Erik Zabel, the team's sprint coach, told Cyclingnews that it would be best for Renshaw "to be the number one lead-out man in the world, rather than the third or fourth best sprinter", but the Australian said that while he will likely spend the next two years mainly acting as Cavendish's final lead-out man, down the road he might try to find a situation where he could be the protected sprinter.
"I think in a couple years time why not. I'm getting stronger and smarter every year. I don't think I've peaked. I've always said I'd like to have ambitions for myself. I think it would be funny to sprint against him after knowing how he rides. But I still say he's the fastest guy out there, and if I were to beat him I'd have to try to use my intelligence and out-smart him."
Until then, Renshaw will be facing stronger competition in the lead-up to the Grand Tour sprints now that Garmin and Cervélo's top sprinters - Tyler Farrar, Thor Hushovd and Heinrich Haussler - have come together on a single team.
His last encounter with Tyler Farrar's lead-out train at the Tour de France led to his disqualification from the race, something Renshaw says was a very difficult time in his career.
"I never had anything like that happen to me before and having the world's media watching - it was big news in the Tour. If I look back at it now, there are a lot of things that went into that day.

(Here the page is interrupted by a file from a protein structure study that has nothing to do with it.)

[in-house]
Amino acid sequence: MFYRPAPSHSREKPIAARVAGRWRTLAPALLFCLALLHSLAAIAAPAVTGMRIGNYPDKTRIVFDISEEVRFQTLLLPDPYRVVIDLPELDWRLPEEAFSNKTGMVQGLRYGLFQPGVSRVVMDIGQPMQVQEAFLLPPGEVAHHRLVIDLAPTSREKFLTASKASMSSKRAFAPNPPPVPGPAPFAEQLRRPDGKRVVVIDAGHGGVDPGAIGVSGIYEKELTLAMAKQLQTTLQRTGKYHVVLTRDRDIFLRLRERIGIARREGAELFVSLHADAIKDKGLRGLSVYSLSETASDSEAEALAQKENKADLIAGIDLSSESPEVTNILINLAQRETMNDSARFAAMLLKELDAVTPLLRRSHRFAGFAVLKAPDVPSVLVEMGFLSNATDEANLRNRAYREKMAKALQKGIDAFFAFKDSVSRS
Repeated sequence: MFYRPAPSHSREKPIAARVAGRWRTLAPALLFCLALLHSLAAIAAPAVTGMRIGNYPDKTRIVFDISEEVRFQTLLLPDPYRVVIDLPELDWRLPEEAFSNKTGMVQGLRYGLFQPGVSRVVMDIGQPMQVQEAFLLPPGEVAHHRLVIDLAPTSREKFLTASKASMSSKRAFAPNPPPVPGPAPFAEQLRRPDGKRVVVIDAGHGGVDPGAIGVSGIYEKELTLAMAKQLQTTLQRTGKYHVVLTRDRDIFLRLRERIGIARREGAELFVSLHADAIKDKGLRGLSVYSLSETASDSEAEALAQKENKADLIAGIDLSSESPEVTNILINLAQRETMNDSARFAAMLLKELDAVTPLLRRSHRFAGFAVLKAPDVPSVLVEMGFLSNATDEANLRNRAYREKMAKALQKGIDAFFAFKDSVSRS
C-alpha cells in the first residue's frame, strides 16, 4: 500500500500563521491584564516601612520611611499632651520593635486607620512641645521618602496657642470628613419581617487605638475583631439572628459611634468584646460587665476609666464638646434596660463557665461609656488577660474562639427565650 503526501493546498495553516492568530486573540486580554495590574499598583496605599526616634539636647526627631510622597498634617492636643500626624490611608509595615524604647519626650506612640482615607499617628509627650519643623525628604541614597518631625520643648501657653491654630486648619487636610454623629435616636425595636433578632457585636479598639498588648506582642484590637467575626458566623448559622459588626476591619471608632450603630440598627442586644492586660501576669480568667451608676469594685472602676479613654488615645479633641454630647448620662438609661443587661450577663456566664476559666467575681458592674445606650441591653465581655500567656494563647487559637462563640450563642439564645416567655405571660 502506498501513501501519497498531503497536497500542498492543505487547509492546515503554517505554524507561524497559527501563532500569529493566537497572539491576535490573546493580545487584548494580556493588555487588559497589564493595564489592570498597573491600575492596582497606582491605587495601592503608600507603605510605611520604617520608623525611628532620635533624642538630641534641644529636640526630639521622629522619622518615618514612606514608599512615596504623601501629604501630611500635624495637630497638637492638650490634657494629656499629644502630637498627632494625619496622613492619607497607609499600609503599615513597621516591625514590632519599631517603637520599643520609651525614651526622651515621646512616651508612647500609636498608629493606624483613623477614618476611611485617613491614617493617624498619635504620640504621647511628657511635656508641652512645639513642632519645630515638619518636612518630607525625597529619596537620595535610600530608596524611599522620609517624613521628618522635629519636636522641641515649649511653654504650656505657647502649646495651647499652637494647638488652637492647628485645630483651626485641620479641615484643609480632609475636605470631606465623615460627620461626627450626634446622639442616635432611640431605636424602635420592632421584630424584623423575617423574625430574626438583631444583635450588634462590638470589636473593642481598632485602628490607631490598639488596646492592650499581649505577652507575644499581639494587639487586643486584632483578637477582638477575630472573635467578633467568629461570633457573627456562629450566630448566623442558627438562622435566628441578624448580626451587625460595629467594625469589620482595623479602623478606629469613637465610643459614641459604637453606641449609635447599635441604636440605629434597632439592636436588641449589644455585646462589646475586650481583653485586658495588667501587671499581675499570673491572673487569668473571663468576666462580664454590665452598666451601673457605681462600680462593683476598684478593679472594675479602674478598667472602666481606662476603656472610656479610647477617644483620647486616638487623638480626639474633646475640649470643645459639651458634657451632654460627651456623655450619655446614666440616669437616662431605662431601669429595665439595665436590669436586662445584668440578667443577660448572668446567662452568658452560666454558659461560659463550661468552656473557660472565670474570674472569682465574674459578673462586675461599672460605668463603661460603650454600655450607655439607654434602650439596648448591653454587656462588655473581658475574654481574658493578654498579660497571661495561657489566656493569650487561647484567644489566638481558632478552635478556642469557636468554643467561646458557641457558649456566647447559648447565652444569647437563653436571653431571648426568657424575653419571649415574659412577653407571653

"There were a host of teams that wanted to beat us. It was a tactic all the teams were using - if they can get in front of me then they can compromise Cav. It's a shame because it was the first time I let that happen, and [the disqualification] was the outcome. I shouldn't have let Julian [Dean] get over the top of me with 600m to go - that was the problem."
It's a problem that might be happening more frequently in the future, not only because of the additions to the Garmin roster. "Everyone is getting closer and closer. They're getting the better bikes, techniques and training. I've been lucky enough that I've always had the power to get myself out of trouble or not get into trouble - that's the first time Julian's ever managed to get next to me.
"My job is to keep Cav out of trouble and keeping him out of trouble is keeping him out of the way out of those guys. I was having maybe a bit of a bad day and didn't have the power to get out of there.
"At the end of the day I was just doing my job the best I could. I would change a few things if I could, but it's not going to change the way I race and the way I ride for Cav."
When asked if he thought his job would be made more difficult by the fact that he will likely be going head-to-head with the world champion Hushovd in the final 500m of stages, Renshaw, who several years ago was Hushovd's lead-out man, said, "That's OK. I'm lucky I know my job. Thor's a great rider, nothing taken away from him. He knows how I work because we've ridden together, but I know at the end of the day we still have the fastest sprinter."